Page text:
It has long been recognized, ever since Rodin’s first rejection by the Salon in 1865 (for his mask of the Man with the Broken Nose), that he breaks ground with academic norms by erupting with those modeling hands of his right up to the final stages of his art. We intuit his fingers in each bump, groove, rough and savage texture, each harsh or delicate correction. Rodin’s refusal of closure compels us toward co-creation of our own as we look on. He plies his art moreover with an openness that extends to theme as well as form. Take the Burghers of Calais. Anathema at first to patrons because they saw it as diverging from prevailing academic norms for public monuments, Rodin meant it to incarnate the duality of ignominious defeat and raw courage in the face of enmity. While subsequent scholarship has altered the historical record (Jean-Marie Moeglin, a scholar at Paris XII, writing in The Guardian, 8/14/ 2002, argues that the events in Calais were neither as unusual, heroic, or sacrificial as was previously thought), Rodin’s masterpiece stands. Obsessively re-working it, figure by figure, its heads, arms, and hands, limb by limb, he strives to embody the fundament of human tragedy, the ground of this 14th-century legend of six brave men striding forth together from a besieged French town, ready to die to save their fellow citizens. From brute matter, he wrests a wrenching tribute that eclipses all narrative revision. Steinberg, writing on the magnificent figure of Jean d’Aire, one of the six, speaks of “how desperately these statues act out the drama of powerful bodies giving their whole strength to the labor of holding on.” And this, Steinberg adds, is what is necessary to be a man.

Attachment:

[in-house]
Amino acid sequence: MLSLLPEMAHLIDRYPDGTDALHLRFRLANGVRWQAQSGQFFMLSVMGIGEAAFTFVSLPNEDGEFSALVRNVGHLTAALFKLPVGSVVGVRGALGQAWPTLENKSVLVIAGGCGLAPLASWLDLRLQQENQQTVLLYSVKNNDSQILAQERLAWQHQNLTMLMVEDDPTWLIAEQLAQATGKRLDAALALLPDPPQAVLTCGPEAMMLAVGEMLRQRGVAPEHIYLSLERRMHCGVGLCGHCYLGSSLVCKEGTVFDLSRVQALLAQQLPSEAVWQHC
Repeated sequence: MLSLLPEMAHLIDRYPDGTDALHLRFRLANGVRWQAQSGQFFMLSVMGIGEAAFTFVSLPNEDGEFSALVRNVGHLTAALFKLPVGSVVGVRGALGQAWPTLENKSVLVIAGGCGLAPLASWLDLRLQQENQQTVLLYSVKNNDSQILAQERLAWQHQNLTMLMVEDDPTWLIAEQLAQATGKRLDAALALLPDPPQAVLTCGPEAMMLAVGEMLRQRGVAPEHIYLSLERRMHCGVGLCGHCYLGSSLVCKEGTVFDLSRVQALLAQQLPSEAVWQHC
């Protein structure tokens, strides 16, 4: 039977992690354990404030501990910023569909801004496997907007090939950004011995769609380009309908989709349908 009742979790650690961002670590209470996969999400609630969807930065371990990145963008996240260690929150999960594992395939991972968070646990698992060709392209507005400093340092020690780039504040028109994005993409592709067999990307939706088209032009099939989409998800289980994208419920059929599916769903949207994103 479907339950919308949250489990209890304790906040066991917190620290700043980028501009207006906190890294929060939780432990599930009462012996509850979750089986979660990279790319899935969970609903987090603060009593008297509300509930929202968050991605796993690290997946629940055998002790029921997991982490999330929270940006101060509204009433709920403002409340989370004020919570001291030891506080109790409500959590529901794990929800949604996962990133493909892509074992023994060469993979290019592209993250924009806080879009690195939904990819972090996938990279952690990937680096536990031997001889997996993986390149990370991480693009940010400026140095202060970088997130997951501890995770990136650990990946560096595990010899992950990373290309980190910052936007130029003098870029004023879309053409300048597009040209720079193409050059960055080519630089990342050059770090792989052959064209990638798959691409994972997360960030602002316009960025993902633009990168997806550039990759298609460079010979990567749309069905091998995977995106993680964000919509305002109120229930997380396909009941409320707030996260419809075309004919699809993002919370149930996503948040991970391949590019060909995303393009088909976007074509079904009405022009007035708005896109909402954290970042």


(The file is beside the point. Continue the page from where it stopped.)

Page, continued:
But holding on also matters in reverse for Rodin, who is equally obsessed with the “threat of imbalance which serves like a passport to the age of anxiety.” Think of the precariousness of Icarus, and recall the Prodigal Son whose outsized arms, raised wildly aloft, threaten to capsize him backwards. Bastien Lepage balances dangerously on his pedestal, palette in hand, and what about Falling Man on the Gates of Hell? Steinberg points to a “hovering” aspect inherent in so many of Rodin’s works, an unstable relation to any ground. Interpreting this with him as a symbol of the anxiety that will come tearing in with the advent of modernism, I wonder whether it might also serve as an analogue of the modeling process per se—which goes on and on, unlike carving, and never reaches the terra firma of certainty.